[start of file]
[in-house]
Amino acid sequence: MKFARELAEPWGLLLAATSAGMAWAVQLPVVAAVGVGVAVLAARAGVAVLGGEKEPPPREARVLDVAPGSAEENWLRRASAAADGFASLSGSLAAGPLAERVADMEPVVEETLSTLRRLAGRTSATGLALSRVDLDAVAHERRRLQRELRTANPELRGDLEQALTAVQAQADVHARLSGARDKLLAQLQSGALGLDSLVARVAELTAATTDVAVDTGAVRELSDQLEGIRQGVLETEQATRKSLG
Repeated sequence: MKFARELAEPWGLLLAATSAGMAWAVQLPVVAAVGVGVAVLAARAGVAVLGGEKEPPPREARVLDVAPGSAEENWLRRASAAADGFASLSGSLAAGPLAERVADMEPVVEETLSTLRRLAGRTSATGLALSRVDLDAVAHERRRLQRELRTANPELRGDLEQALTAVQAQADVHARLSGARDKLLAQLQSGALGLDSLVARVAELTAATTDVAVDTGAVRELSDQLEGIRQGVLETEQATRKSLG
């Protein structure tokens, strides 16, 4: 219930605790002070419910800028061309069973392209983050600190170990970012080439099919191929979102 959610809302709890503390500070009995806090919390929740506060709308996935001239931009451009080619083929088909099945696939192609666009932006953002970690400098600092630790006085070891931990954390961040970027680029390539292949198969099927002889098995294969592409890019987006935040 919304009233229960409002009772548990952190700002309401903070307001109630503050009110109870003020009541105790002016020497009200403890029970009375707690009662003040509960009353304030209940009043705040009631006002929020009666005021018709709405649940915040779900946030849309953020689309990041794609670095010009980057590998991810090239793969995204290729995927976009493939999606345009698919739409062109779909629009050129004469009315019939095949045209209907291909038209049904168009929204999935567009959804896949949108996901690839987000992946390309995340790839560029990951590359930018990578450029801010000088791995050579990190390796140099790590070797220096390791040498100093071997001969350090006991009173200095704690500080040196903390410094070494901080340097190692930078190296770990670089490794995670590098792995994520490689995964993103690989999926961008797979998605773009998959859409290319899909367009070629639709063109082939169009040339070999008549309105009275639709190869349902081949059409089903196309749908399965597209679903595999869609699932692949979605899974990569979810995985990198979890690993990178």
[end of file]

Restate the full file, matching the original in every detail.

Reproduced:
[in-house]
Amino acid sequence: MKFARELAEPWGLLLAATSAGMAWAVQLPVVAAVGVGVAVLAARAGVAVLGGEKEPPPREARVLDVAPGSAEENWLRRASAAADGFASLSGSLAAGPLAERVADMEPVVEETLSTLRRLAGRTSATGLALSRVDLDAVAHERRRLQRELRTANPELRGDLEQALTAVQAQADVHARLSGARDKLLAQLQSGALGLDSLVARVAELTAATTDVAVDTGAVRELSDQLEGIRQGVLETEQATRKSLG
Repeated sequence: MKFARELAEPWGLLLAATSAGMAWAVQLPVVAAVGVGVAVLAARAGVAVLGGEKEPPPREARVLDVAPGSAEENWLRRASAAADGFASLSGSLAAGPLAERVADMEPVVEETLSTLRRLAGRTSATGLALSRVDLDAVAHERRRLQRELRTANPELRGDLEQALTAVQAQADVHARLSGARDKLLAQLQSGALGLDSLVARVAELTAATTDVAVDTGAVRELSDQLEGIRQGVLETEQATRKSLG
């Protein structure tokens, strides 16, 4: 219930605790002070419910800028061309069973392209983050600190170990970012080439099919191929979102 959610809302709890503390500070009995806090919390929740506060709308996935001239931009451009080619083929088909099945696939192609666009932006953002970690400098600092630790006085070891931990954390961040970027680029390539292949198969099927002889098995294969592409890019987006935040 919304009233229960409002009772548990952190700002309401903070307001109630503050009110109870003020009541105790002016020497009200403890029970009375707690009662003040509960009353304030209940009043705040009631006002929020009666005021018709709405649940915040779900946030849309953020689309990041794609670095010009980057590998991810090239793969995204290729995927976009493939999606345009698919739409062109779909629009050129004469009315019939095949045209209907291909038209049904168009929204999935567009959804896949949108996901690839987000992946390309995340790839560029990951590359930018990578450029801010000088791995050579990190390796140099790590070797220096390791040498100093071997001969350090006991009173200095704690500080040196903390410094070494901080340097190692930078190296770990670089490794995670590098792995994520490689995964993103690989999926961008797979998605773009998959859409290319899909367009070629639709063109082939169009040339070999008549309105009275639709190869349902081949059409089903196309749908399965597209679903595999869609699932692949979605899974990569979810995985990198979890690993990178």